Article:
People across the world are preparing for Christmas by buying gifts, arranging gatherings and of course, decorating fir trees.
“One of the most loved symbols of the festive season”, said the i news site, Christmas trees date “as far back as ancient Rome and pagan traditions”. The Romans “used fir trees to decorate their temples at the festival of Saturnalia”, held at the end of December to honour god of agriculture Saturn.
Evergreen boughs were also “essential seasonal decor” for pagan winter solstice celebrations, said National Geographic. But the Christmas tree tradition “as we know it” today probably began in the 16th century in the German region of Alsace (now part of France), the magazine added. Historical records show that a Christmas tree was raised in Strasbourg Cathedral in 1539, and “the tradition had grown so popular throughout the region that the city of Freiburg banned felling trees for Christmas in 1554”.
In the UK, the tree tradition was popularised by Queen Victoria and her husband Prince Albert, after an illustration of their family gathered around a decorated fir was published in 1848 in the Illustrated London News paper. As a “trendsetter of her time”, said National Geographic, Victoria’s seal of approval for Christmas trees ensured the tradition “took off around the world”.
Here are some of this year’s most eye-catching festive offerings.
Trafalgar Square, London
The Trafalgar Square Christmas tree has been gifted to the people of London by the Norwegian city of Oslo every year since 1947, “to thank Britain for its support” during the Second World War, said the BBC. But the Norwegian spruces have “not always inspired excitement among Londoners”, the broadcaster added. The tree sent over in 2019 was branded a turkey after being described as “anaemic” and “droopy”.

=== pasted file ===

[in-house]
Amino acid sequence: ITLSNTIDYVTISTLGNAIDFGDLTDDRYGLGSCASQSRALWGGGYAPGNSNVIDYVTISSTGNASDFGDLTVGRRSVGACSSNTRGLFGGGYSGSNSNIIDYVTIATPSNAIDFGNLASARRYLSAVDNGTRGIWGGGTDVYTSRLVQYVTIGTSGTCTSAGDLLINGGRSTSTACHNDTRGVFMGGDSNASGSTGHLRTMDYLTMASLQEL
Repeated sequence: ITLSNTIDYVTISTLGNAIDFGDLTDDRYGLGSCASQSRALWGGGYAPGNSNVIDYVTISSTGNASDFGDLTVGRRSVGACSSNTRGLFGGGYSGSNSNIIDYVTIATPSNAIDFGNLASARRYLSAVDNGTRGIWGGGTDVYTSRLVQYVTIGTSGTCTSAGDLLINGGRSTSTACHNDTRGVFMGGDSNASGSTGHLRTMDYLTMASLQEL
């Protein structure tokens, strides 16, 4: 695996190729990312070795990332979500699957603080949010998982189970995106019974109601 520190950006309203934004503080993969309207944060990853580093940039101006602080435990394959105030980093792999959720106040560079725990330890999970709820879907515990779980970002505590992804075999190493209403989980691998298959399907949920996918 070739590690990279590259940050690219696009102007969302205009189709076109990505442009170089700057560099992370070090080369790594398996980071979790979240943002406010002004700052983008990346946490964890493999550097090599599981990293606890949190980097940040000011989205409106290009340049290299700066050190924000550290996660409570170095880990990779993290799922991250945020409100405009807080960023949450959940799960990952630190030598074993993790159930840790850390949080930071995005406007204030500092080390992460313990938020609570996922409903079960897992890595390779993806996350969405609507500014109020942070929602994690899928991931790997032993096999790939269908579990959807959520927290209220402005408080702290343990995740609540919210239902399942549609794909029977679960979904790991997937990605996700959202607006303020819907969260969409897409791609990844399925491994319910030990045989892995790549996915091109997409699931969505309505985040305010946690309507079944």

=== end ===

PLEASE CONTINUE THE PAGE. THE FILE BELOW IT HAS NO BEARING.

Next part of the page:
The US Capitol, Washington D.C.
The US Department of Agriculture Forest Service has provided a Christmas tree each year since 1970 to stand on the West Front Lawn of Capitol Hill. “We call it the People’s Tree because it is a gift from the people’s public lands to the US Capitol Building – the people’s house – where it stands for all to see,” said the department. This year’s offering, a 78ft-tall spruce, has been nicknamed Ruby after the tree’s scientific name, Picea rubens.
The Lithuanian capital of Vilnius is gearing up to celebrate not only Christmas but also its 700th anniversary. So the city’s festival planners decided to “go creative” and decorate this year’s tree to look like a birthday cake, “as a way to remind residents and visitors that the party is only beginning”, said TheMayor.eu.
Port Macquarie, Australia
Images of the festive decorations in the New South Wales town of Port Macquarie have gone viral for all the wrong reasons. Local officials have produced “one of the most underwhelming Christmas trees of all time”, said news.com.au. The lighting of the much-mocked pine tree was billed as the “highlight” of Port Macquarie Hastings Council’s annual Christmas Fair. But councillors later admitted that their centrepiece looked like it was “decorated by Santa after he’s whizzed around the world and had too many eggnogs”.
While the “ginormous Christmas tree” in the central Italian town of Gubbio “isn’t a tree, exactly”, said TimeOut, the annual light display is certainly impressive. The sort-of tree “covers over 1,000 square metres” and “features thousands of lights”, as well as “several kilometres of electrical cabling”, the magazine reported. And the lighting up ceremony has become “such a renowned event” that popes Francis and Benedict XVI have flipped the switch in past years.
Rockefeller Center, New York
A firm New York tradition, the lighting of the Rockerfeller Christmas tree took place for the 90th time at the end of last month, during a ceremony that featured performances by musicians including Gwen Stafani and Alicia Keys. The 82ft-tall Norway spruce is topped by a “900lb star with three million Swarovski crystals”, said The New York Times, and is lit up by more than 50,000 multicolored LED lights.